Recently, Elisabeth Grace Foley over at her blog, The Second Sentence, posted a list of books that changed her life—which got me thinking. Over the (many by now) years, a lot of books have become touchstones of one sort or another. Some have become so much part of the fabric of me that it’s hard to even recall them. But these are some that came to mind.
Lord Jim. This may seem a little laughable, but I was brought up in a strictly conservative religion that wasn’t funny at all. Eight years of parochial school had me separating right from wrong by a standard far too dogmatic. The mistake Jim makes in this Conrad novel is unforgivable, yet he wins and holds a reader’s sympathy. Hard to imagine that it produced a crisis of faith, but it was an early step for me in becoming more of a humanist.
Peyton Place. It’s not easy to talk about this today in a way that’s not embarrassing. When Grace Metalious’ racy bestseller came out in paperback, I was in high school. It had caused a storm, and I had to find out what all the talk was about. The novel’s relaxed attitude toward sex turned out to be pretty healthy for a kid who needed to lighten up about the subject.
Letters and Papers From Prison. This collection of writings by Dietrich Bonhoeffer had me riveted for a long time. Here was a theologian who stood up to Nazism on moral grounds and was imprisoned by the Gestapo, which executed him in the final hours of the War. The book is a record of doubt and belief that stands as a persuasive counter-argument to my own unbelief. You have to respect a book that does that.
The Snow Leopard. This book by Peter Matthiessen is an account of a journey into the Himalayas that is part spiritual quest and part exquisite nature writing. Each heightens the other. Merton had begun incorporating Eastern thought into his own Catholicism before his death, and Matthiessen completes the transition. Ironically, he discovers that what he hopes to find is hidden in plain sight in the everyday world, not on the frozen heights of a mountain.
Adam, Eve, and the Serpent. Elaine Pagels’ studies of early Christianity gave me a perspective on the origins of that religion that helps a reader see it as a product of history and culture. It’s the kind of book that makes a person grind their teeth whenever they’re wading through the religious platitudes people post on Facebook.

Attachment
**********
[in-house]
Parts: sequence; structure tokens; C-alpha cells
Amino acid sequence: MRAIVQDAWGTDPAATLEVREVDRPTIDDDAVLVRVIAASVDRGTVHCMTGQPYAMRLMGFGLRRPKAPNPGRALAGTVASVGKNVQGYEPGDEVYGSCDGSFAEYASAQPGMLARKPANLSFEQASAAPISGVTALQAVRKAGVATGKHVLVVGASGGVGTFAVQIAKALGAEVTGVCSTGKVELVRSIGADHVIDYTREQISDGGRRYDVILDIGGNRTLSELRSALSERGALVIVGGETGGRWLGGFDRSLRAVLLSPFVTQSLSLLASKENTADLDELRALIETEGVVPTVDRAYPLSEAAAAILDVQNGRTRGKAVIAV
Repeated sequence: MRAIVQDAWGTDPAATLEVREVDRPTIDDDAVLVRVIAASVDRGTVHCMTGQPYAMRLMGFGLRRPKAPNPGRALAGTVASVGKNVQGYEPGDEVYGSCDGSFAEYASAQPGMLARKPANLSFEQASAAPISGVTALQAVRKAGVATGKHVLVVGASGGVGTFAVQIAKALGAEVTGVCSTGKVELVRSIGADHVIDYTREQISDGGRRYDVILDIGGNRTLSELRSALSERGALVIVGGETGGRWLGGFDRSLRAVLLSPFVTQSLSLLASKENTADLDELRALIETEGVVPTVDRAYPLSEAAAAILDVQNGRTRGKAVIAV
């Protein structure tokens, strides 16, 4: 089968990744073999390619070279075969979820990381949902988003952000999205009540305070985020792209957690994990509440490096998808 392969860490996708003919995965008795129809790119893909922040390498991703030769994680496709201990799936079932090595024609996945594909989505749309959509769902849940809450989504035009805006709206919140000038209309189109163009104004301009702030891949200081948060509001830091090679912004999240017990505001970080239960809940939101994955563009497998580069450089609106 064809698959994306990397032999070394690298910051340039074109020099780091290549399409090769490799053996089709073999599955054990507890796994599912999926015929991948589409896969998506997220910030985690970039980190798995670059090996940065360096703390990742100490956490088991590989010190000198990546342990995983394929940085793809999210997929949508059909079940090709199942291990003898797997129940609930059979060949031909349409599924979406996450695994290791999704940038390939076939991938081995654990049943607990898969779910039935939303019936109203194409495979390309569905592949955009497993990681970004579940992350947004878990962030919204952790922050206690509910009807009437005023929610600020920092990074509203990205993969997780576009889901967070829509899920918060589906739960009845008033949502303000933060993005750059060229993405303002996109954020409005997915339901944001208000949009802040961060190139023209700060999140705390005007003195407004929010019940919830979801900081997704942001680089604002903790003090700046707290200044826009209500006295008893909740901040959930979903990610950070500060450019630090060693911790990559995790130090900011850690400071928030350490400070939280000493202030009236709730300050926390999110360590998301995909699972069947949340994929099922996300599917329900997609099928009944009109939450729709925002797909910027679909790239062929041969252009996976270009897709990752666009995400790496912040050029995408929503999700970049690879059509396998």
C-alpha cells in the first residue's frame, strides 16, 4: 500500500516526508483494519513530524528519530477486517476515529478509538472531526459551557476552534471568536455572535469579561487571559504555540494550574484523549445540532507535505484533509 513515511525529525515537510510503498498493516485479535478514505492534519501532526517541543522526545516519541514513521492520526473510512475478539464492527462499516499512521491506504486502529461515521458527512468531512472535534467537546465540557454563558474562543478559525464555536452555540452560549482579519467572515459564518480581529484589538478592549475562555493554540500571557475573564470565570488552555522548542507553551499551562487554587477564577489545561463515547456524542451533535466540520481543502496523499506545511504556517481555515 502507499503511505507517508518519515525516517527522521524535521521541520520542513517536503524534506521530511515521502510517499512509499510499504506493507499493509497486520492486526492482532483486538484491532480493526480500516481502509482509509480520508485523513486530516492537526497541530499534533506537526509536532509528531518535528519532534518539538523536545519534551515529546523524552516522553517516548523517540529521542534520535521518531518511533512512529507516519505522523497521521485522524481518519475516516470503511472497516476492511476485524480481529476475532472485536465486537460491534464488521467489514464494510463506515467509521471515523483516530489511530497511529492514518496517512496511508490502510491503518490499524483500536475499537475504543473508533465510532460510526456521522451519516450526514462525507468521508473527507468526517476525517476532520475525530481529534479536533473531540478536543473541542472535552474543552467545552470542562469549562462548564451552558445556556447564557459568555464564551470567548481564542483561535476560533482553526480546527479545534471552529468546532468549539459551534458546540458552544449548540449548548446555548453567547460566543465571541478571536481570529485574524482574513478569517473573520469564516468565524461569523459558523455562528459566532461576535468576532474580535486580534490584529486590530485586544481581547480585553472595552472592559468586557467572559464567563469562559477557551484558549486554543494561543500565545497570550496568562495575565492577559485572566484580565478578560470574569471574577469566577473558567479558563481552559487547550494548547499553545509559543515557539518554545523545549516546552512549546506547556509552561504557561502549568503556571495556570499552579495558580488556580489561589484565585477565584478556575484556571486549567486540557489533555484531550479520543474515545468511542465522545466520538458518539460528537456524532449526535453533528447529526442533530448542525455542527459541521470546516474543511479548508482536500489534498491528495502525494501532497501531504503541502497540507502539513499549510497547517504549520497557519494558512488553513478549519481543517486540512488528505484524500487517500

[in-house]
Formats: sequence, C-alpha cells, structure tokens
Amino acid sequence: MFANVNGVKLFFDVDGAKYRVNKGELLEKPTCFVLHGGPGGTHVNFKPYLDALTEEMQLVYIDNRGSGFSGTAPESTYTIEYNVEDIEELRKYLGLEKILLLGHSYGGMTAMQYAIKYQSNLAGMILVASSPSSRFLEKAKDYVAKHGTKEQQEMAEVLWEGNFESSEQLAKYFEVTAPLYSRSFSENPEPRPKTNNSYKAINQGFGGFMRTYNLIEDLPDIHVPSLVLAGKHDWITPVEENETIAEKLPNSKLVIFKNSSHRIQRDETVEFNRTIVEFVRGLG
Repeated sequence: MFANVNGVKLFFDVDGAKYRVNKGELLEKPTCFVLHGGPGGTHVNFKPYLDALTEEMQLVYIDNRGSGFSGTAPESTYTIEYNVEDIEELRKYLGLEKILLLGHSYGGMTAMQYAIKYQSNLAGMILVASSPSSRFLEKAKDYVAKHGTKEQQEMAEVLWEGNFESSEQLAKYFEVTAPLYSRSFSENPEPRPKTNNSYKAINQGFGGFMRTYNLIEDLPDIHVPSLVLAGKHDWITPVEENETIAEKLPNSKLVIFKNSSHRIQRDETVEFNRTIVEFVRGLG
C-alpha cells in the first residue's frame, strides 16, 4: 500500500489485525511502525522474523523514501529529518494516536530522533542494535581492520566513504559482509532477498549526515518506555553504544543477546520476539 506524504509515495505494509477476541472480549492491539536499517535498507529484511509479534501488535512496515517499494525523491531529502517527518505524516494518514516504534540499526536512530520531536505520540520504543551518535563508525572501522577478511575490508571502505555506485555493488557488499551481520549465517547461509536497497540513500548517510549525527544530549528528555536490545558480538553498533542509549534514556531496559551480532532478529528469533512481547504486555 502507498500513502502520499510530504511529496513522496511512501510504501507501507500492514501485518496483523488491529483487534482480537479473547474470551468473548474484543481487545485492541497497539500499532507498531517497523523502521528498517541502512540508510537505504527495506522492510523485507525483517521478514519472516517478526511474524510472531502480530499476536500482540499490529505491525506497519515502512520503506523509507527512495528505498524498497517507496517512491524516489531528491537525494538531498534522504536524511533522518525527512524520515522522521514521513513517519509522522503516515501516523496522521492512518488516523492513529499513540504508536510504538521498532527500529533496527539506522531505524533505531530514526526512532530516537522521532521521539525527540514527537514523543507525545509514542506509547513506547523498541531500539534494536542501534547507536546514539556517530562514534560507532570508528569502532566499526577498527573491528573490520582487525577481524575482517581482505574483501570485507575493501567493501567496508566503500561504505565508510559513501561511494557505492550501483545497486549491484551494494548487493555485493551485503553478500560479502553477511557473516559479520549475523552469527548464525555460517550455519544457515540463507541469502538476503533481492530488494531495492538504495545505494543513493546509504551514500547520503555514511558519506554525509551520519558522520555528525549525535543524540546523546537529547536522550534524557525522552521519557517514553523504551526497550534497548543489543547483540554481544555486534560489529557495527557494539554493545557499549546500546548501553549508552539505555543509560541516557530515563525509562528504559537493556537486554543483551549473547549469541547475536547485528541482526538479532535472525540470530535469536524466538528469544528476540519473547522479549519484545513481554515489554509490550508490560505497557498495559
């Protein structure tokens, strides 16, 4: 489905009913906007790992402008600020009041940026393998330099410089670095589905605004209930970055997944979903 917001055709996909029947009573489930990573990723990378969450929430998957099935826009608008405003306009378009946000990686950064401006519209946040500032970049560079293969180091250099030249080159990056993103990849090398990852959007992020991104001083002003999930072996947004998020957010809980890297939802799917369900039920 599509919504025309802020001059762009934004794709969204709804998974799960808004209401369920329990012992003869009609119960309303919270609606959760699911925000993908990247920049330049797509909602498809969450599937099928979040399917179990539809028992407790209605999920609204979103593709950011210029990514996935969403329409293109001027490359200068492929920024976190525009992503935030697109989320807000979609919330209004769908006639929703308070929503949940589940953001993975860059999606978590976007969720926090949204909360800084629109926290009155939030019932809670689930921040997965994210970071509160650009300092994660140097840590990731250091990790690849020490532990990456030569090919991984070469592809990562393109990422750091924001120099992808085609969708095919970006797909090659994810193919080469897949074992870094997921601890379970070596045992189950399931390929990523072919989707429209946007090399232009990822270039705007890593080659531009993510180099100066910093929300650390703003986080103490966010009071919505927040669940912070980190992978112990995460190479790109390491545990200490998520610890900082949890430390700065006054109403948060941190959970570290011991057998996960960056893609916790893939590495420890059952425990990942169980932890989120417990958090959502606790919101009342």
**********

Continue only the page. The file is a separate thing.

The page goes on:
When Things Fall Apart. I’ve reread this collection of writings by Pema Chödrön several times, and slowly, chapter by chapter. In her phrase, it’s always “news you can use.” The book is packed with wisdom and practices gleaned from her study of Tibetan Buddhism. It has been a leavening influence at a time of high anxiety, when if you go on vacation, people say “be safe” instead of “have a good time.”
The Adventures of Augie March. This long novel by Saul Bellow is a wonderful entertainment by a favorite writer. In it are words of wisdom I am reminded of almost daily. Sartre is supposed to have said that hell is other people. Bellow softens the harshness of that attitude. The problem with them, according to the novel, is that they want you to share their fate. I remember that whenever I feel myself getting sucked into other people’s dramas.
Reading Lolita in Tehran. This book got me started on 2-3 years of reading fiction and nonfiction about the Islamic world, across the Middle East and North Africa. It made me aware of how little of that world Westerners comprehend or can even imagine. It was also a way into understanding the conflict between Israel and Palestine.
Bat Wing Boles. Ending on a totally different note, I’m picking this 1913 cowboy western by Dane Coolidge, which helped get me interested in early frontier fiction. Since then I’ve read over a hundred of these early novels, discovering long forgotten authors that I have blogged about and am currently incorporating into a book.
Touchstone books have a way of surfacing in a person’s thoughts long after you’ve last thought of them. Like old songs on the radio. And they can bring whole continents of memories along with them. Another day I might pick a different bunch of books. Today these are mine.
Image credit: Wikimedia Commons
Coming up: John Rose Putnam, Into the Face of the Devil